No one knew that the new mayor was a supervillain until the day he lost his temper with his secretary and tried to force-choke her from across the room.
But then, no one knew that the mayor's secretary was a supervillain until the mayor tried to force-choke her. The resulting battle lasted for six hours and destroyed the court house, as well as much of the surrounding area.
That was the first outbreak, and soon it became clear that the phenomena was not restricted to one city alone. An epidemic had broken out all over the world and was quickly becoming uncontrollable. Many victims sought out medical advice, but there was little conventional doctors could do. Symptoms included superhuman abilities, mental deterioration, and strong inclination towards violence and chaos.
During the first two weeks of the outbreak, reactions from the ordinary inhabitants of the planet spanned from disbelief to panic. Once it had been unalterably established that supervillains did exist and were taking over the world, the panic changed to a kind of incessant demand that someone do something about the problem. No one knew what to do and so, as a general rule, nothing was done.
There was no way to cure the supervillains, no way to contain them, and rarely was there any way to kill them. The initial reaction of the public was to scream for a superhero. Many tried to oblige, but none were successful. Those with superpowers either went insane or succumbed to the dark side. Those without were ineffective. Scientists worked with medical practitioners to try to artificially create superpowers without the unwanted side effects, but their attempts were disastrous. Some of the worst villains came out of laboratories, although most of the experiments resulted in horrible deaths for the would-be superhero volunteers.
At last the population of planet Earth simply gave up. They settled down to live their lives, making minor adjustments to accommodate their superhuman neighbors, and hoping the phenomena would die out eventually and the world would go back to normal.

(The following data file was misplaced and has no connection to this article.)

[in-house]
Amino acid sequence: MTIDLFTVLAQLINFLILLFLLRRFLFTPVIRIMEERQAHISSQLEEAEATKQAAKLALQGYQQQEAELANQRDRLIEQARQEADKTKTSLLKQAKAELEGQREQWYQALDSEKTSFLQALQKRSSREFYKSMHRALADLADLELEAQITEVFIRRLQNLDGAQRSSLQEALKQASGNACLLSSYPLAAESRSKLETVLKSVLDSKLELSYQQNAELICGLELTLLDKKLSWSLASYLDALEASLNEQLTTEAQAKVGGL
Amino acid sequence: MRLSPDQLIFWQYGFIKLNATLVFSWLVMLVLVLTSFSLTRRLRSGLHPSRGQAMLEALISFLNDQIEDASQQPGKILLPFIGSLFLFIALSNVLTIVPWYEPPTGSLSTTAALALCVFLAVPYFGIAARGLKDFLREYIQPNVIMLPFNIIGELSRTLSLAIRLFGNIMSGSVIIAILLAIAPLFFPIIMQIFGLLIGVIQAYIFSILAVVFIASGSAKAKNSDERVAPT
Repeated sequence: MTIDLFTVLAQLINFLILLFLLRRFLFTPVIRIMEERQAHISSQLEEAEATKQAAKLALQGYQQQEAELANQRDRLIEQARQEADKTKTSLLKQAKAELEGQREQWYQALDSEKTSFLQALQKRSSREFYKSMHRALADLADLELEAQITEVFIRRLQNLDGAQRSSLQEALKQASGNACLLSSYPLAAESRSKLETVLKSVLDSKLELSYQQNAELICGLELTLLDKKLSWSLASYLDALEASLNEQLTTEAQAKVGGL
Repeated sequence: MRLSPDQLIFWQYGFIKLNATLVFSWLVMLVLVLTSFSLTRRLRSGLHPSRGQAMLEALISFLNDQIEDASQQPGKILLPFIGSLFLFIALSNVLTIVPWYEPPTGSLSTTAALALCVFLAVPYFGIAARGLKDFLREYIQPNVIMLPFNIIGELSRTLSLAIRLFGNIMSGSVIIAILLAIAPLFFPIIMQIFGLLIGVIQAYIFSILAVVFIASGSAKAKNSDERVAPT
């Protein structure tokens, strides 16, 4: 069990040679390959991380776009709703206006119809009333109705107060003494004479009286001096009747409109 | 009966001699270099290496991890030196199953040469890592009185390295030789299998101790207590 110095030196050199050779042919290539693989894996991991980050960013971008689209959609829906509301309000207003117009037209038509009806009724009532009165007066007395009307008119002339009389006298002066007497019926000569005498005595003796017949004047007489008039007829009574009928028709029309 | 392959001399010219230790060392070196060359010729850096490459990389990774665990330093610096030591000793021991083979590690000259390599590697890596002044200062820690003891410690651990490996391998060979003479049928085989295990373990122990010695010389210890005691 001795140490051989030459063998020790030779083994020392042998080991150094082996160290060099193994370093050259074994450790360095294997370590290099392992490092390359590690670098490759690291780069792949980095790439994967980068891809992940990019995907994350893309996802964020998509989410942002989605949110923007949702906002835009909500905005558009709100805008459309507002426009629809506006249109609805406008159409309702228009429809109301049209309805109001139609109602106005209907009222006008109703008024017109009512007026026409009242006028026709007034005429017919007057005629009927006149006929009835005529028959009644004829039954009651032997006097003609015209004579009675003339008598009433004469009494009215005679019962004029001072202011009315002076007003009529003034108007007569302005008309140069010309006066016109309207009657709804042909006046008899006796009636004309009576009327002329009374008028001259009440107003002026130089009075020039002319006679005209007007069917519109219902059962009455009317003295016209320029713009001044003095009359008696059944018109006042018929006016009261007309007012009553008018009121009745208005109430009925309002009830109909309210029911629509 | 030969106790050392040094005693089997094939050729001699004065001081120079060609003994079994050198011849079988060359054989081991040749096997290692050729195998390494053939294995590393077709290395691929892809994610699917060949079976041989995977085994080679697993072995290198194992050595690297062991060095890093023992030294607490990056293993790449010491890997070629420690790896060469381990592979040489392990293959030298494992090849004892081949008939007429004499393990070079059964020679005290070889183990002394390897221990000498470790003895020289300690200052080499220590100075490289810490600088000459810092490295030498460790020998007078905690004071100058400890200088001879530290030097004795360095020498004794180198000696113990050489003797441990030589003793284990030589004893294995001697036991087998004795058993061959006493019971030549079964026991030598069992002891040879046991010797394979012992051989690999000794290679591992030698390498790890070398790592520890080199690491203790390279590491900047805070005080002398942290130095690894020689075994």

Those lucky few who were fortunate enough not to be affected by the supervillains flaunted their good fortune and laughed at the rest of the world. One of the most notable villain-free zones was London, England. They declared that the peacefulness of their streets was a sign that they were indeed the greatest city in the world.
However, not everyone was as grateful for London's reprieve as they should have been. In fact, for the editor of the London Star, the lack of supervillains was an intolerable situation. The London Star was a tabloid paper specializing in stories of the paranormal and supernatural, and what could be more of both than supervillains?
Mr. Stephen Hendrick, known to his friends as Steve, was fifty-six years of age and should have, in his opinion, retired six years ago. He hated newspapers almost as much as he loved them. He despised people. He believed in nothing. His personal opinion of the world was that the entire thing was a giant hoax. He delighted in telling the biggest and most elaborate lies to his audience to see how many believed them, thus proving how gullible most people were. Anything remotely plausible was never printed in his paper.
He had a face that could be described as red and jovial, without the jovial. He was short and round and wrinkled – somewhat like a slug. When he wasn't shouting at his employees he was shouting at his friends, his wife, inanimate objects, or at total strangers. At the moment, he was trying to explain the situation, very patiently, to one of his lead reporters who simply failed to see the point.
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